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Research Roundup
January 27, 2009, Volume 55, No. 19

Undiagnosed Psoriasis Cases Put Lives at Risk

Armed with research concluding that psoriasis is associated with an increased risk of heart attacks and other cardiovascular conditions, Dr. Joel M. Gelfand, assistant professor of dermatology in the School of Medicine and colleagues released an editorial consensus in the American Journal of Cardiology, calling for psoriasis patients to be educated about and screened for cardiovascular risk factors. Dr. Gelfand’s latest research estimates that, in addition to the seven million Americans adults diagnosed with psoriasis, as many as 3.6 million Americans are living with active, undiagnosed psoriasis, unaware of an increased risk of cardiovascular disease and heart attacks.

In the largest study of nonhospitalized patients with psoriasis and coronary artery disease to date, where more than 130,000 patients were tracked for 5.4 years, Dr. Gelfand determined that psoriasis is an independent risk factor for a heart attack. Other research shows that hypertension, diabetes, elevated cholesterol, and obesity are also more common in patients with psoriasis than in the general population.

“Psoriasis patients, particularly those with severe disease, should be educated about their increased risk of blocked arteries and heart attacks, screened for major cardiovascular risk factors­—such as elevated blood pressure or cholesterol—and treated for modifiable cardiovascular risk factors,” recommended Dr. Gelfand. “Psoriasis patients are encouraged to make lifestyle adjustments that will improve their overall cardiovascular health.”

In a separate article, published online in the Journal of the American Academy of Dermatology, Dr. Gelfand and School of Medicine doctoral candidate Shanu Kohli Kurd, estimated that 600,000 to 3.6 million Americans are living with undiagnosed active psoriasis. A disparity was found as well—undiagnosed patients were more likely to be male, nonwhite, less educated and unmarried, compared to diagnosed patients.

“Given the serious medical conditions often associated with psoriasis, including metabolic disorders and cardiovascular disease, it is very important for people with a persistent rash to seek medical attention, especially if the rash is quite extensive,” said Dr. Gelfand.

Internet Gambling Stays Low Among Youth

Although there was a precipitous decline in 2007, card playing for money on the Internet has remained at the same low level among both high school and college-age males, according to the latest National Annenberg Survey of Youth.

Card playing for money at least once a month on the Internet among male youth remained at the same level in 2008 (3.3%) as in 2007 (2.4%). Weekly rates of gambling also did not change, going from 1.1% to 1.7%. Card playing in general remained at about the same levels for both monthly (26.0% to 25.6%) and weekly (5.0% to 4.2%) play.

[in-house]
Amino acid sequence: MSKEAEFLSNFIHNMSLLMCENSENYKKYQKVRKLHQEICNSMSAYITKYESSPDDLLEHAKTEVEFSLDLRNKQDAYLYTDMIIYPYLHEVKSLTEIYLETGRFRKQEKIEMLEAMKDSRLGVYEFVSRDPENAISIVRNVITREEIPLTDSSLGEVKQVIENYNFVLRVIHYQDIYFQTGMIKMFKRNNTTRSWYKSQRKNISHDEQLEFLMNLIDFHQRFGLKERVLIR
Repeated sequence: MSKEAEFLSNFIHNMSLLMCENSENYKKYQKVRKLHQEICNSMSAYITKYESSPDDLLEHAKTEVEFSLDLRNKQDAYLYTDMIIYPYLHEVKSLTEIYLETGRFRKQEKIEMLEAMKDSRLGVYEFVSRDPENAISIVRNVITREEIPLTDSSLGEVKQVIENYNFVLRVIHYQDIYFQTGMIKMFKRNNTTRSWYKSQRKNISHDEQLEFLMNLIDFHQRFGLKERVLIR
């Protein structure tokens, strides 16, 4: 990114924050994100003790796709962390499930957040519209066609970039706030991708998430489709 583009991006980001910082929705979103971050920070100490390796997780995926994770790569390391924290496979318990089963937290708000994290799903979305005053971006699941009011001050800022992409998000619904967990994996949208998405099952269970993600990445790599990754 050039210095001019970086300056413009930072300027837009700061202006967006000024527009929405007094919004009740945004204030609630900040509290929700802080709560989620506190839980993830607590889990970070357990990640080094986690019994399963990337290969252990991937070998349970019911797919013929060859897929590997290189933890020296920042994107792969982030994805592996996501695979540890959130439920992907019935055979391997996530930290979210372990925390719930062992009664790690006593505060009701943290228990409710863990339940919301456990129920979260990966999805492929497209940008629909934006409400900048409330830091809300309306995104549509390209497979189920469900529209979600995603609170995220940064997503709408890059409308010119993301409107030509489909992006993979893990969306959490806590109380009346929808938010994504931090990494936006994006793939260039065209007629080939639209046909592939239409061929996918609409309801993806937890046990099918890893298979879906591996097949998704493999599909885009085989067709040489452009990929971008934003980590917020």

“The card playing fad that we saw earlier in the decade appears to have lost its steam among young people ages 14 to 22,” said Dan Romer, director of the Annenberg Adolescent Risk Communication Institute that conducts the annual survey. In addition, the strong drop in weekly use of Internet sites following passage of the Unlawful Internet Gambling Enforcement Act (UIGEA) of 2006 appears to remain in place.

Despite the leveling off of card playing, access to Internet gambling sites remains open to those youth who are able to bypass the law by using third-party payment systems. Projected on a national basis, more than 300,000 youth in the study age range (14 to 22) gamble for money at least once a week on the Internet, and over 700,000 do so at least once a month.

New regulations under the UIGEA have recently been released by the US Treasury Department. It remains to be seen how these rules will affect access to Internet poker play in young people.

“The continued use of online gambling sites by many young people indicates that they are still risking their financial futures on poker,” added Dr. Romer. “This calls for continued efforts to educate young people about the hazards of Internet gambling.”

The relative stability of card playing did not extend to other forms of gambling. In total, other forms of gambling (sports, slots, lotteries, and horse racing) increased from 31.4% to 38.9% on a monthly basis in male youth. Nevertheless, the long-term trend in weekly gambling since the survey started has been downward, going from 20.3% in 2002 to this year’s 14.6% in males and from 9.2% to 4.4% in females.

Gambling of all kinds in young women tends to lag behind men. About 25% of young women report any gambling on a monthly basis compared to about 48% of young men. Although about 8% of young women report playing cards for money on a monthly basis.